Antifreeze proteins: an unusual receptor-ligand interaction

Trends Biochem Sci. 2002 Feb;27(2):101-6. doi: 10.1016/s0968-0004(01)02028-x.


Antifreeze proteins (AFPs) help organisms to survive below 0 degrees C by inhibiting ice growth. Although AFPs are structurally diverse, they typically present a large proportion of their surface area for binding to ice. Whereas earlier proposed binding mechanisms relied almost entirely on a hydrogen bond match between the AFP and ice, it now seems probable that van der Waals and hydrophobic interactions make a significant contribution to the enthalpy of adsorption. These interactions require intimate surface-surface complementarity between the receptor (AFP) and its ligand (ice).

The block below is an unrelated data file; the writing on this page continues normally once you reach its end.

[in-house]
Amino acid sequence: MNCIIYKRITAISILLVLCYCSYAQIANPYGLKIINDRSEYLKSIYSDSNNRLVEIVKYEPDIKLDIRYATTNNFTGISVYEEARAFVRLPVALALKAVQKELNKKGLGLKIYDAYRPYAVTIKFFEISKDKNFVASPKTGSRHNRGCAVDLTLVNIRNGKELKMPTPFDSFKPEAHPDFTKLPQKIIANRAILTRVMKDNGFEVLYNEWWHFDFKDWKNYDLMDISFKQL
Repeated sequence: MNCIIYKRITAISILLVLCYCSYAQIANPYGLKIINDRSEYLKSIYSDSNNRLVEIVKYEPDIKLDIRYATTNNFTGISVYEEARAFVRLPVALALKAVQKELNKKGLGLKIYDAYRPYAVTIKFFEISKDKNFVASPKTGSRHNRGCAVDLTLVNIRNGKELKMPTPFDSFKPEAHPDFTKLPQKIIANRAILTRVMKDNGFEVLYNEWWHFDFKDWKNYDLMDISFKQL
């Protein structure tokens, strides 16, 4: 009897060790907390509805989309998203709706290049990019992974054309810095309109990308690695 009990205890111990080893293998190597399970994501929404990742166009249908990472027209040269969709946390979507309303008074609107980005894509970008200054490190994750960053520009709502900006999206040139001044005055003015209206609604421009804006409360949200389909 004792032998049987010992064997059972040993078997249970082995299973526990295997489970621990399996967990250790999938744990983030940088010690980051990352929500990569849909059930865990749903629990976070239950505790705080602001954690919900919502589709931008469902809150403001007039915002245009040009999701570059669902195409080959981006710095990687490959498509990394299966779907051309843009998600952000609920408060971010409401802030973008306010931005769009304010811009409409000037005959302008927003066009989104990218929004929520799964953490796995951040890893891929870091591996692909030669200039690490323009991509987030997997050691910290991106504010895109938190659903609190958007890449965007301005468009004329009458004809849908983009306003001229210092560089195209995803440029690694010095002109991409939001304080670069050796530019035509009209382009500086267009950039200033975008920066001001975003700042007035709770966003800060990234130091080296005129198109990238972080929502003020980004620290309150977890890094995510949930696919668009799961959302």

Publication types

  • Research Support, Non-U.S. Gov't
  • Review

MeSH terms

  • Animals
  • Antifreeze Proteins / chemistry
  • Antifreeze Proteins / metabolism*
  • Binding Sites
  • Fishes / physiology
  • Insecta / physiology
  • Ligands
  • Models, Molecular
  • Protein Binding
  • Protein Structure, Secondary
  • Structure-Activity Relationship


  • Antifreeze Proteins
  • Ligands